CONCACAF, Gone But Not Forgotten

Two traditional powers are in the World Cup final again, but one humble region left its mark

Expectations for CONCACAF teams were low entering this World Cup. Few experts gave them much of a chance to get out of their respective groups or steal any headlines.

It wasn’t necessarily a bias against the region. Even ardent CONCACAF supporters grew concerned watching the four qualified teams bumble through the pre-tournament friendlies. The United States made it through undefeated but was unconvincing. Mexico suffered a rash of injuries to defensive midfielders and had up-and-down showings. Costa Rica lost to Japan and rallied to draw with Ireland. Honduras also had some injury concerns and lost two friendlies before drawing England in a match interrupted by thunderstorms in Miami.

But after the region’s entrants had played their first World Cup matches, it was clear they’d come to play. Mexico looked impressive in a win against Cameroon; the Ticos beat Uruguay, a semifinalist form four years ago; the United States got a win against Ghana that everyone agreed was the impetus for getting out of the group. (Of course, Honduras also lost to France 3–0.) The same pattern continued for all four teams with the later three advancing to the second round but los Catrachos crashing out without a point.

Some stereotypes about the region were re-enforced during the tournament. Fans can ooh and aah over a crop of young wingers and strikers, but it’s stopping goals where CONCACAF excels, not scoring them.

Guillermo Ochoa won Mexico’s starting job and much of the world’s adoration only days apart, holding the host country scoreless in El Tri’s second group match. Keylor Navas was one of the best players in Brazil. He kept Greece and the Netherlands off the board with a weakened Tico defense in front of him and then won a shootout against the former and hardly erred against the latter). American Tim Howard may be the goalkeeper who with the most saves in the tournament, even if he couldn’t will the United States into the quarterfinals.

Another preconceived notion that held true is that CONCACAF marches to the beat of its own drum. Miguel Herrera was familiar to those who watched him guide Club América to the 2013 Clausura title, but his celebrations made the world smile. So too did his 5–3–2 formation, a system that in the build up to the tournament seemed to be one forced upon personnel who would be better suited in a different shape. After the tournament, though, Herrera and Costa Rica coach Jorge Luis Pinto, had the three-center-back formation back in vogue.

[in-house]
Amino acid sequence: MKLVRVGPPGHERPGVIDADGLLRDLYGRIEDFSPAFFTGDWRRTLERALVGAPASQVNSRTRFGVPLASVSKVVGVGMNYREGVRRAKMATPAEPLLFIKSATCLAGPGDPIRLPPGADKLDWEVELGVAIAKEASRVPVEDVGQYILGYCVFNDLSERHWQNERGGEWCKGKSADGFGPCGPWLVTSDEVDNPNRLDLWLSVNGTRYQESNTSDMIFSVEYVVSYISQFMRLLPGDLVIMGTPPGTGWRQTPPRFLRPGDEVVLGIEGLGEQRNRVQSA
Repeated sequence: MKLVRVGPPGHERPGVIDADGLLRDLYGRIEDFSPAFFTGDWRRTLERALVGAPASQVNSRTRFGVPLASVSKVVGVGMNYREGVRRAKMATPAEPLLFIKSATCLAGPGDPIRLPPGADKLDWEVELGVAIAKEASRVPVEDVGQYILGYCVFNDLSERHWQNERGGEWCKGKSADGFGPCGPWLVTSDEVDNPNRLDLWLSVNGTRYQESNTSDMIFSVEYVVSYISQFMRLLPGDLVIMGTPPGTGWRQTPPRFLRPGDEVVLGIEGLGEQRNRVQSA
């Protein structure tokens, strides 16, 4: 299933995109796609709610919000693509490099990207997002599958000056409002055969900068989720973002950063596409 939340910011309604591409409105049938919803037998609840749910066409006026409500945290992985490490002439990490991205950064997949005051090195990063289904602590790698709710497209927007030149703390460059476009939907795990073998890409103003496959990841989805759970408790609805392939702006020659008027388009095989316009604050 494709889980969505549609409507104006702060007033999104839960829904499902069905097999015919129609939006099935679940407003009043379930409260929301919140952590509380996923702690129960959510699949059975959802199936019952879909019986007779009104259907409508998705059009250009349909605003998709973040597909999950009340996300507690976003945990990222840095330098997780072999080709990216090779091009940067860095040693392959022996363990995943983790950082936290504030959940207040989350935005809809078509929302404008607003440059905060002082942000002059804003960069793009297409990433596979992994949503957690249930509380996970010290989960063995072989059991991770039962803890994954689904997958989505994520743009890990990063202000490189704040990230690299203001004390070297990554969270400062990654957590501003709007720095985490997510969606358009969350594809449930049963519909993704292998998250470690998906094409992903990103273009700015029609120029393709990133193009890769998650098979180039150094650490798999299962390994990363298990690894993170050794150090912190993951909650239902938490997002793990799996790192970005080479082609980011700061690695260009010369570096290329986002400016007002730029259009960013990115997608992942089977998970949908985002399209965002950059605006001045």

But some of the stereotypes—namely that the region still lags behind—were shattered. England? Italy? Spain? Portugal? The European giants watched from home as Costa Rica made the quarterfinals and the North American sides gracefully exited the round of 16 after stretching their opponents.

What can CONCACAF do sustain the momentum generated by the strong showings? Mexico will likely send a B-team to the 2015 Copa America (Jamaica is also an invited guest to the South American championship). Honduras has parted ways with Luis Fernando Suarez and will look to redeem its reputation in September’s Copa Centroamericana, a competition in which Costa Rica will surely be the favorite.

All four have the Gold Cup in the United States in 2015, but 2016’s Copa America Centenario, which will blend South American and North American teams in a U.S.-based tournament designed to celebrate the competition’s 100th anniversary (or make a ton of cash depending on how cynical you are), provides a unique opportunity. Yes, national teams are only able to test themselves on the grandest of stages every four years. CONCACAF won’t have to wait quite that long, though, to see if it can carry over the momentum it has generated in this World Cup. International football is ruthless. If the teams can’t continue in a positive direction or—gasp—lose their qualification spot to an upstart, the positive vibes from 2014 won’t be enough for fans or FAs.

Whether those teams are able to hang with the South American heavyweights in 2016 or not, this World Cup has set down a marker of what they can achieve. It’s true that the region’s teams have reached this stage in the past, but never with this much of a strut and never in these numbers. A lot can change in four years, but Vladimir Putin should prepare for some CONCACAF swagger in four years.